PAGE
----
On July 16th the Metro Council met again, this time with a large group of yellow shirts in the gallery emblazoned with “Property Rights” on the front. Our efforts to delay the vote were again successful as you can see starting at 1:45:08
Our core group met and spoke regularly after July 16th and game planned 8-10 probable outcomes. We knew that we would not be able to defer the vote another Council meeting and decided to let several key Council Members puts their cards on the table. We went silent several days prior to the August 6th Metro Council meeting to gauge our progress to date. This was a highly entertaining meeting full of amazing Council Member debate, indecision, anger, confusion and subterfuge. When the dust settled, the substitute Bill was amended to limit the number of transfers to 2, but left the rest of the Bill intact. This was better than we hoped for and, more importantly, we finally saw all of the cards on the table. Of course, the yellow shirts were there watching too. Watch Council meeting video starting at 6:01:59
With the clarity of the now substituted and amended Bill, the group met and spoke nearly constantly between August 7th and the August 20th Council meeting. We identified 5 potential outcomes: 3 outcomes that were good for us, 1 mediocre (Council punting to the next session) and only 1 that was bad (reducing Council Member Allen’s Bill as substituted and amended to 1 or 0 transfer). We ranked the outcomes, game planned the next steps and lobbied to ensure the STR marketplace would be protected. Quite a few actions were taken during this time by members of the group as well as by strategic partners (politics sometimes makes for strange bedfellows). As predicted, there were several amendments filed for consideration last as well as 2 substitute Bills, one of which turned out to be a very welcome surprise. The surprising substitute Bill came from the original authors of BL2017-608 Henderson, Hagar and Johnson. In their substitute, we were surprised to see them wipe away all of the filing requirements and milestone hurdles of Council Member Allen’s original Bill. We were then shocked to see their delayed start date of Jan 2022, 2 years and 4 months from now. As anticipated, their substitute included no new permits or transfers in RM zoning past the effective date. We now had another potential outcome that was better than 1 of the 3 previously identified positive outcomes prior to the release of late filed amendments (we received a copy on Monday August 19th at 11:17am).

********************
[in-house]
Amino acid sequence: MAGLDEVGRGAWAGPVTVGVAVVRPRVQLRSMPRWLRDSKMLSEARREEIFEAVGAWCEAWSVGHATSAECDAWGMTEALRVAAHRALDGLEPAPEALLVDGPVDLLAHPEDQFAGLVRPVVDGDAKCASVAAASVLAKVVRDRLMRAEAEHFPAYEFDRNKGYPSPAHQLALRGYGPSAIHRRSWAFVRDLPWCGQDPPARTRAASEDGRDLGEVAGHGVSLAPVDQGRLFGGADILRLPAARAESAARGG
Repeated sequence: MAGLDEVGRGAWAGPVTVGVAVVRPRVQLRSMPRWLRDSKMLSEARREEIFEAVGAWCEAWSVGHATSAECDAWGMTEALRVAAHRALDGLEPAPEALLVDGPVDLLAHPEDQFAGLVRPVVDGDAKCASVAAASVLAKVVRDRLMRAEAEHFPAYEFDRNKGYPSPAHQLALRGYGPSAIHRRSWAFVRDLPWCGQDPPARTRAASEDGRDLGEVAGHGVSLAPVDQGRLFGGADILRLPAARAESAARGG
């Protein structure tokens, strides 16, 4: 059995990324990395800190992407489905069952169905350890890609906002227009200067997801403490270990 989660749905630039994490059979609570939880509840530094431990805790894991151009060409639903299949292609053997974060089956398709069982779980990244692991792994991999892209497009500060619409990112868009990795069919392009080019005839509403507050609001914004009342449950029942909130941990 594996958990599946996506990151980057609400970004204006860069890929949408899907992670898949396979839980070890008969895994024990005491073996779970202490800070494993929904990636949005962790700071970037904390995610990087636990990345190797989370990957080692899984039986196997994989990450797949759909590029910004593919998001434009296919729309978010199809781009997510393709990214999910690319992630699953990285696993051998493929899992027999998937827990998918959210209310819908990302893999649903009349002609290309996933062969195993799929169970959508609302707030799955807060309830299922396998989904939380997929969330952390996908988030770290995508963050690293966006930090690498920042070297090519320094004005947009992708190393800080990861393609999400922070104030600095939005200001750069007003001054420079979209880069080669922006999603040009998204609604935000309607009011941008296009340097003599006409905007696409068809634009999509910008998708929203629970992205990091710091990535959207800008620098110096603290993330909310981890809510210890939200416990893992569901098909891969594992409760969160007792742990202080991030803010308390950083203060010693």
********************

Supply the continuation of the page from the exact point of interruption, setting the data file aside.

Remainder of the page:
During the August 20th Council meeting, the body skipped consideration of the amendments and began deliberation on the Henderson/Hagar/Johnson substitute Bill first. This came as a surprise, but we were all very interested to see if Council could stumble their way into passing this new substitute Bill. The substitute Bill sponsors laid out their typical points and were bolstered by unwitting accomplice Council Member Sledge. With only one Council Member standing up in opposition, they moved to take the vote and the new substitute Bill passed 25 to 5 with 2 abstentions and 7 not voting. Start watching Council meeting video at 1:59:53
Conclusion and Next Steps for RM Zoning
Now that we have completed our work with BL2019-1633 and the Nashville Metro Council, we can now move on to the second phase of our plan. As much as I’d like to share that plan, we cannot risk outlining in a public forum. I am happy to discuss with you individually (as long as you pinky swear to extreme secrecy) so you can understand where we are heading and how we plan on resolving the NOO STRP issue in RM zoning once and for all. I can say this: at the beginning of this process, a delayed start date was an extremely important goal for the group. We had hoped to move Council Member Allen’s proposed October 31, 2019 start date back 6-9 months. We never allowed ourselves to dream that we’d get 28 months!
If you’ve read all the way to this point, you understand the importance of working with a real estate professional who is entrenched in not only the marketplace, but also the politics to protect your investment. Please choose to work with a Realtor who understands what he/she is selling and how to properly guide you. See our complete list of short term rentals for sale in Nashville.